A fired Dallas police officer accused of shooting a woman 12 times in an attempted traffic stop faced a judge Tuesday in Day 1 of his criminal trial.
Christopher Hess, 42, is charged with aggravated assault by a public servant.
The trial comes a little over three years after 21-year old Genevive Dawes was shot and killed by Hess during a call for a stolen car.
A Dallas County jury will now decide if deadly force was justified in this case.
“We’re all anxious to get it done with and give her the justice that she rightfully deserves,” Mary Dawes, Genevive’s mother, told our partners at The Dallas Morning News. “It’s been three years already. We’re ready to get it done.”
Hess is pleading not guilty. Presiding judge Brandon Birmingham said the trial should last for about a week.
Opening arguments started shortly after 9 a.m. Tuesday, with lead prosecutor George Lewis showing police body camera footage to the jury and calling the incident "unjustified."
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On January 18, 2017, DPD said officers were called to a stolen car complaint around 5 a.m. in Old East Dallas on the 4700 block of Eastside Avenue.
Lewis said a caller had reported the vehicle because it was suspiciously parked inside an apartment complex known for criminal incidents.
A license plate number was provided to police, which showed that it was a stolen vehicle, according to the investigation.
Lewis said a total of six DPD officers responded to the scene. Hess and another officer, Senior Cpl. Jason Kimpel, were the last to arrive. Five of the six officers were wearing body cameras.
Lewis said the body camera footage -- which is being shown in full to the jury -- revealed that one of the officers checked the vehicle and found Dawes and her common law husband, Virgilio Rosales, sleeping inside Dawes was in the driver's seat while Rosales sat in the passenger seat.
DPD said during that encounter, the occupants of the car ignored responding police officers' commands to show their hands.
The body camera footage played out in the courtroom shows Dawes backing into one of the DPD squad cars, then pulling forward and hitting a fence next to the scene. The body camera footage showed the vehicle slowly backing out of the parking spot again and at that moment, the video showed Hess yelling commands at the vehicle before firing his service weapon.
Investigators said 13 rounds total were fired. Of those shots, 12 came from Hess' weapon and one shot -- which struck the vehicle -- came from Kimpel's weapon.
Dawes died from multiple gunshot wounds. Her passenger survived.
"After watching that video, you may be asking yourself, why? Why shoot?" Lewis told the jury.
Hess' defense team painted a different picture during opening statements, one that alleges the officers were protecting themselves against a threat and were "scrambling for cover" when the car started to move.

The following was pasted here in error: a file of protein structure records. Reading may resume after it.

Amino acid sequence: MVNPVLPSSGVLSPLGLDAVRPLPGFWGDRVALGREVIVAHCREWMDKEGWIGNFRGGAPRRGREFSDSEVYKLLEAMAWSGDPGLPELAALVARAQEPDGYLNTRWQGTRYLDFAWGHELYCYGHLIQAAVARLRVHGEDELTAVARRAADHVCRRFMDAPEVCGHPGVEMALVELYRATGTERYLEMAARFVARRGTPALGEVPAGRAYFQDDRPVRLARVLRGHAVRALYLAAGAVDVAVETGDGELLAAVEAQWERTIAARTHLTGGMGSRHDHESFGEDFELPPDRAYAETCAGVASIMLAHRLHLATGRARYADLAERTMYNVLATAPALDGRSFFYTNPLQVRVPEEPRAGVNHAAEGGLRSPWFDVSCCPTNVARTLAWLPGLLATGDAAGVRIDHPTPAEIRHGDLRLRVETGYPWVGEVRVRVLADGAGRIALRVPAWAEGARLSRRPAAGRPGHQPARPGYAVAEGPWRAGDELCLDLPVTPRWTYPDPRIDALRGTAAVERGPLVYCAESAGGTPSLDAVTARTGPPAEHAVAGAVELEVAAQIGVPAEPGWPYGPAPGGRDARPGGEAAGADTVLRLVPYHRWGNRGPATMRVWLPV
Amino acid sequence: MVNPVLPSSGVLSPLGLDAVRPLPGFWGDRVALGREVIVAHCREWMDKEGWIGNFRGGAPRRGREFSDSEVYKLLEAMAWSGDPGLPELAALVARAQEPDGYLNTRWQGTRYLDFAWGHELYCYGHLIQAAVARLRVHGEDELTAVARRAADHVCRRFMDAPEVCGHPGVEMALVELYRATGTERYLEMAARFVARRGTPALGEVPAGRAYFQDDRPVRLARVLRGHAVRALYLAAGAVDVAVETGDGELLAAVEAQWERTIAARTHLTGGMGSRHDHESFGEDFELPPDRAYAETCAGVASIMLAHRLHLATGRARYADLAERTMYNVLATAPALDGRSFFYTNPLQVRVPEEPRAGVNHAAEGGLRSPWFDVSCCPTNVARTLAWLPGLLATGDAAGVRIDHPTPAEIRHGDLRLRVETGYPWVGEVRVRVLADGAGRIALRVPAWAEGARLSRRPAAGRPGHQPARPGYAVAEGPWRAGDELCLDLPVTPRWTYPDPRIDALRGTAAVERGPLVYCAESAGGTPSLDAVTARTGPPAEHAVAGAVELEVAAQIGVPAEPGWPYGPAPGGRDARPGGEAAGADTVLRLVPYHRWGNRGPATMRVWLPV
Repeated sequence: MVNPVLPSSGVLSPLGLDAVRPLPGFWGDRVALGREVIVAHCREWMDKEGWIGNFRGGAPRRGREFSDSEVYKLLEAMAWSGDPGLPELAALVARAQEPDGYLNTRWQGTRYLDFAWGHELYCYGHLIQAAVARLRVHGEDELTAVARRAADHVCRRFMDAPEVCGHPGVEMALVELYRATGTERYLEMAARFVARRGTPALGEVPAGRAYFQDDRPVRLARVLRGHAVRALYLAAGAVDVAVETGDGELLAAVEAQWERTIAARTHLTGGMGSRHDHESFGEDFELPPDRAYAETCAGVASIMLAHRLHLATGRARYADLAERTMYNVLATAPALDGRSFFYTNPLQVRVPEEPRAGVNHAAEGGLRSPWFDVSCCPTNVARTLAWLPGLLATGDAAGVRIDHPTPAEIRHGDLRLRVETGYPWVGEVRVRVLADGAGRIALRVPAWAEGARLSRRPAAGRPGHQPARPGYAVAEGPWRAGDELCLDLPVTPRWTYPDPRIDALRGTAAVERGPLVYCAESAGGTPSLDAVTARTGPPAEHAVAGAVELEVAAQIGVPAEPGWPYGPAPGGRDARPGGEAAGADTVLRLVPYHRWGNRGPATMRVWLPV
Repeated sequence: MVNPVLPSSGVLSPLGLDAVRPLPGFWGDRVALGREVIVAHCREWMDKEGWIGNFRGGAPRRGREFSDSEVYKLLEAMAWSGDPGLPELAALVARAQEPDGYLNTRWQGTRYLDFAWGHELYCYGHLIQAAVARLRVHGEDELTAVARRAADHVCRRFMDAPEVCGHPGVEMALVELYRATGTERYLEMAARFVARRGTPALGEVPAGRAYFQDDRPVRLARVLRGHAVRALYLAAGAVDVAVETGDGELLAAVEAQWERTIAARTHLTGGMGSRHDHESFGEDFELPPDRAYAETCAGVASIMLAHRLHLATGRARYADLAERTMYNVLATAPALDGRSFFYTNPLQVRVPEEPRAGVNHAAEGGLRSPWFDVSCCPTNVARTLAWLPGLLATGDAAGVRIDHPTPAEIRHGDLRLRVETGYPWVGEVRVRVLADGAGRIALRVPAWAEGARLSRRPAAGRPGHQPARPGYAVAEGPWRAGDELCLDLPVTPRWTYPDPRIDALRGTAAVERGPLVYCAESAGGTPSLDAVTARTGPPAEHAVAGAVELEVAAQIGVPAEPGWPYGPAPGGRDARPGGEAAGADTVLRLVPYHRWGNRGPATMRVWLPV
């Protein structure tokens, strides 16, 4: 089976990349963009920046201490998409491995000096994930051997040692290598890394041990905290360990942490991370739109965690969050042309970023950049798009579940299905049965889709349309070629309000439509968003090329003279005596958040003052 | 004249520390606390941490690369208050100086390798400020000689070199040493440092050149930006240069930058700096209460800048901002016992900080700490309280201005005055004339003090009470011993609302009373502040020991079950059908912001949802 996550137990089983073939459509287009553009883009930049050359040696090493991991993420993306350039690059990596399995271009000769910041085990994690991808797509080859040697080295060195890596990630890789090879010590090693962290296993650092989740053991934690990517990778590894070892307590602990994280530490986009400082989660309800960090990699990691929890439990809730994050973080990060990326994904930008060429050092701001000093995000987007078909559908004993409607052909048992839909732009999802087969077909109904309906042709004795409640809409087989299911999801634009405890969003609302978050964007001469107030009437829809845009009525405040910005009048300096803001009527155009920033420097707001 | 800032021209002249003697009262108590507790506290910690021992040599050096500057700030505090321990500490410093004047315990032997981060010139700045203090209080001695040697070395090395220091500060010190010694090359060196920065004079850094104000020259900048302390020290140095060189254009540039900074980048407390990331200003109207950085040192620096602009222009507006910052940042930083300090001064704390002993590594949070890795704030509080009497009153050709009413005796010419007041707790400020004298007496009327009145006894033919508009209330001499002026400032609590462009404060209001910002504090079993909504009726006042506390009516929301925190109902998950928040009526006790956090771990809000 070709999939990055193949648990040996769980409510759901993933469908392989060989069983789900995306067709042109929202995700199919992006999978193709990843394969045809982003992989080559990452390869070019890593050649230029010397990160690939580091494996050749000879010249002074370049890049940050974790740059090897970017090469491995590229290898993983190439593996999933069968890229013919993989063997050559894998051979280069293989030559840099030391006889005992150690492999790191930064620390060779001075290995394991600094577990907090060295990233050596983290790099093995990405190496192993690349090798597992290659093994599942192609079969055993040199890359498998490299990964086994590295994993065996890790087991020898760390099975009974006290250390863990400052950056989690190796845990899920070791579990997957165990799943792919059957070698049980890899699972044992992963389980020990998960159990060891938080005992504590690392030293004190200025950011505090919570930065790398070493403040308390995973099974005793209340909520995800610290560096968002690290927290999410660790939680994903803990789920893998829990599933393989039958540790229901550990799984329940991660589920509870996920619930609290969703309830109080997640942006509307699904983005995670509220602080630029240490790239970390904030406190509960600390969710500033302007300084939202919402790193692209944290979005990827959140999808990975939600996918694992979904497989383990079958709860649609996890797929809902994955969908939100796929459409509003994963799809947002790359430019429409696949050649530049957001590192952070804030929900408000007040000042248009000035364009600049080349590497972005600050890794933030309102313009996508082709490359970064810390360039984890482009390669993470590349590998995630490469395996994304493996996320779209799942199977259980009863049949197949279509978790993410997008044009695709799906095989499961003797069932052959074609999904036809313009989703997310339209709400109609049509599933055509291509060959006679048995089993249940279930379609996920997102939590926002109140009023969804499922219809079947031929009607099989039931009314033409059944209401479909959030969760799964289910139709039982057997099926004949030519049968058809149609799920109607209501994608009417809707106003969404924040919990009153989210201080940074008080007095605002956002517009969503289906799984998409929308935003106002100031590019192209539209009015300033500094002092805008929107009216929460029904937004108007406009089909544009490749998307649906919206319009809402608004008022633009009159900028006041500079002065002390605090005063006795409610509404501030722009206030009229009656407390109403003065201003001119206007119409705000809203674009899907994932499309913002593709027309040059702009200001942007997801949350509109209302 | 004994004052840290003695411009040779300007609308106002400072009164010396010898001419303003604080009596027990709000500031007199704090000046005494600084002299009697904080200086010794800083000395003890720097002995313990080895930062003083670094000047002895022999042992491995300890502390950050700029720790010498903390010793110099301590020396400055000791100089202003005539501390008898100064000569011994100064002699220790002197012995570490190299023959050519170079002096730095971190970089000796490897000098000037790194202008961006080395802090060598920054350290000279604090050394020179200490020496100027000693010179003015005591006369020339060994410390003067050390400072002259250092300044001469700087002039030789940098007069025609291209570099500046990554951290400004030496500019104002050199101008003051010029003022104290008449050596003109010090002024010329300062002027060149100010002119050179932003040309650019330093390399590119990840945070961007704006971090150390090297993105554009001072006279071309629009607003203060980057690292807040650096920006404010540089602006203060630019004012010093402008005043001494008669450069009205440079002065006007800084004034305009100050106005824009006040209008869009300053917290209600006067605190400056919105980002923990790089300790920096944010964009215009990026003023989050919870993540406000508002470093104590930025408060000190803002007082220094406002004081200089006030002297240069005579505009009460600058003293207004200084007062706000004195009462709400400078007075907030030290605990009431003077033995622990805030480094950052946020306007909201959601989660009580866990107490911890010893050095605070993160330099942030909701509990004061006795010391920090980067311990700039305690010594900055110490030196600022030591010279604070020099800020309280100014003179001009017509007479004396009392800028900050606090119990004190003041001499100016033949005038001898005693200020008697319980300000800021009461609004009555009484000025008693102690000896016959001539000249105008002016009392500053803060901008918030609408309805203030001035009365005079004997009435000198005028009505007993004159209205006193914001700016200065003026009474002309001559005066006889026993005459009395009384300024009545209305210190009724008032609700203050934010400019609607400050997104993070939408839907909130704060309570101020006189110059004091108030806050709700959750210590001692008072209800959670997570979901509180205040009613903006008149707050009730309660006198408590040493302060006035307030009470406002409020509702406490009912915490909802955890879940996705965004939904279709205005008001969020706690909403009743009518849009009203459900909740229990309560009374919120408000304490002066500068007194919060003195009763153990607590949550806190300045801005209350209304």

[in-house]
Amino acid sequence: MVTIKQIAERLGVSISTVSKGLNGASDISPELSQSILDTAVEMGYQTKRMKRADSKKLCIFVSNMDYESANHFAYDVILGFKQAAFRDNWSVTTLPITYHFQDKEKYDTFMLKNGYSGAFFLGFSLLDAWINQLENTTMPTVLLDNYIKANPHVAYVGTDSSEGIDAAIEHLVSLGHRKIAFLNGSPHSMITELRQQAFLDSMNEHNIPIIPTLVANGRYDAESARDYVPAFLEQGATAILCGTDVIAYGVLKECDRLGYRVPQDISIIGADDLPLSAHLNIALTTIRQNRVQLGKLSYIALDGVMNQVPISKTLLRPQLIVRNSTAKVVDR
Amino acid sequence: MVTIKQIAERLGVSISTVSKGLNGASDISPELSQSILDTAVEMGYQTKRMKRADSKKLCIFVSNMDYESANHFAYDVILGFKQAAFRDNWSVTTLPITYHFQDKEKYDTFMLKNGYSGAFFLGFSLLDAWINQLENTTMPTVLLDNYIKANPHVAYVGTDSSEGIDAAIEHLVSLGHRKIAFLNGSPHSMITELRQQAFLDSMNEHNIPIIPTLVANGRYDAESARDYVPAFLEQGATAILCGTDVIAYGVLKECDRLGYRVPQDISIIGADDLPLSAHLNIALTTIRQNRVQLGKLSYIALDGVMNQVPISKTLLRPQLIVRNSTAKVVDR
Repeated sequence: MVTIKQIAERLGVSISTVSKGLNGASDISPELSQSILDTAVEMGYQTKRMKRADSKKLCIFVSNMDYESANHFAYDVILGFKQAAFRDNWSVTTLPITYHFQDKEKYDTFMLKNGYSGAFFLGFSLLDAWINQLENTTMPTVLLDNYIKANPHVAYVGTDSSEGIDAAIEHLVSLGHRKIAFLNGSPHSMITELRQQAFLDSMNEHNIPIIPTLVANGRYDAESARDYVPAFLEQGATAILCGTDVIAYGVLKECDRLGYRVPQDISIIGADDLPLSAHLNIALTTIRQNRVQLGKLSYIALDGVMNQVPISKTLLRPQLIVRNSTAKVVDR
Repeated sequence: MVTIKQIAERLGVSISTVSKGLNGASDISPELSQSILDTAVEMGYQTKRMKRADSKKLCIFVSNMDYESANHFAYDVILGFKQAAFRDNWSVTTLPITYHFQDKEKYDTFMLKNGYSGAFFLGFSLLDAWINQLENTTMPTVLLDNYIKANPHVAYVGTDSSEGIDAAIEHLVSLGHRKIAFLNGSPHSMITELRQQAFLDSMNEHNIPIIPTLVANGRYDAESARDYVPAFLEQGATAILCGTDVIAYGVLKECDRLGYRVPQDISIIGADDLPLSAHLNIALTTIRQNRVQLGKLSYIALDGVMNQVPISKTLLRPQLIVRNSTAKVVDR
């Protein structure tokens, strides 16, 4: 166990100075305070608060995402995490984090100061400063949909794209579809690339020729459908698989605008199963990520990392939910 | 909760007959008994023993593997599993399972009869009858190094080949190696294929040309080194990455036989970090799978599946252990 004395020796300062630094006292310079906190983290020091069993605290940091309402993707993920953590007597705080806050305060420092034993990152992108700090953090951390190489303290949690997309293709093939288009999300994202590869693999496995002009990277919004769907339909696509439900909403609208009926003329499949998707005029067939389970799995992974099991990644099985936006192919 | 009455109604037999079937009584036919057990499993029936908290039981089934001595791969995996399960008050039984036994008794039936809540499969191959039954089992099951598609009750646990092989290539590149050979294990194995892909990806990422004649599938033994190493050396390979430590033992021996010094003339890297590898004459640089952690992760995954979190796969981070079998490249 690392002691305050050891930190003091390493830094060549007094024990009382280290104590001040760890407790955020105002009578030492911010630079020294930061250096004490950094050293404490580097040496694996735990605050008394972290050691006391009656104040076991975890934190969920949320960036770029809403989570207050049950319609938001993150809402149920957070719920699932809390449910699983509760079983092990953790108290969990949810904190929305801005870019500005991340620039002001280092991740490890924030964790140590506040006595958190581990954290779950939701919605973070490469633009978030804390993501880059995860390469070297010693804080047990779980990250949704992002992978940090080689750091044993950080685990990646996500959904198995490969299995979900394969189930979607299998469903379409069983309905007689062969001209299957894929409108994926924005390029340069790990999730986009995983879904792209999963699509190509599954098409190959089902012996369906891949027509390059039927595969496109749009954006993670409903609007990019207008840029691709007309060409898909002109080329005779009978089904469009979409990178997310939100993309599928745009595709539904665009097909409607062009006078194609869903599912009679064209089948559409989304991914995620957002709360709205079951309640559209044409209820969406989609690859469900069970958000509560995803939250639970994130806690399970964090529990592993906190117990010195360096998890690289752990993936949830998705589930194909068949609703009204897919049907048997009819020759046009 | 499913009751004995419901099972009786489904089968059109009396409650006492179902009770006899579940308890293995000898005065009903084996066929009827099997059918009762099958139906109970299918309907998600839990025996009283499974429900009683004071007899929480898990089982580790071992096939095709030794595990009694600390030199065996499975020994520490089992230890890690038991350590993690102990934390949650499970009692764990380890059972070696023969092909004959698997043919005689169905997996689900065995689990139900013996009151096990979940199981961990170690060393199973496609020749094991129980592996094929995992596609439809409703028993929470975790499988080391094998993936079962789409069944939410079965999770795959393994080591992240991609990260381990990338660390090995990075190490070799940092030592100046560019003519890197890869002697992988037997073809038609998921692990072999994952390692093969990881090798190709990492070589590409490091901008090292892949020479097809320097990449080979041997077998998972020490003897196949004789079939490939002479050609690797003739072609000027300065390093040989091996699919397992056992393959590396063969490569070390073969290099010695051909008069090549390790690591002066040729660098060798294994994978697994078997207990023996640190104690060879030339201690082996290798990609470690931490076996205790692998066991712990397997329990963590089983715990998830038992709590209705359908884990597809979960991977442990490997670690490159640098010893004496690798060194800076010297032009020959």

"Officer Hess will tell you that he made a decision to protect his fellow officers so that they could go home to their families that night," said Hess' lead defense lawyer, Messina Madson. "This was a tragedy that [Dawes] chose to drive into."
The defense team called the parking lot in which the incident occurred a "fatal funnel for officers" and that the officers deployed "tactical moves they use to stay safe."
The defense said the officers did everything they could to get the occupants to comply, including giving multiple verbal commands. The defense said the investigation revealed a loaded, stolen gun was found inside of Dawes' car and that Dawes had made a "drug induced decision." Madson added that the investigation showed drugs were present in Dawes' system at the time of the incident.
Family supporters had said that both of them were asleep in the car at the time and weren't aggressive.
And while police said the car had been reported stolen out of Irving, a federal wrongful death lawsuit against the city by the Dawes family states that Dawes had bought the vehicle a month before the shooting and did not know it had been stolen.
After opening statements, multiple witnesses were called to testify, including Dawes' aunt.
Also called to the witness stand was a senior corporal police officer with DPD, who stated to the jury that she and some of the other officers who responded to the scene that night did not fire their weapons because they did not perceive a threat.
“It caught me off guard because I didn’t see a threat," Senior Corporal Erin Evans said.
A few months after the incident, Hess was indicted in the shooting death and turned himself in at the Dallas County jail. He was released after posting a $250,000 bond.
Hess was eventually terminated from the department months later after the chief said he violated DPD's felony traffic stop and use of deadly force policies.
According to The Dallas Morning News, Kimpel was put on restricted duty at the time but is now an active member of the department. According to police, he is not facing criminal charges for the shooting.
Hess could face up to 99 years or life in prison if convicted.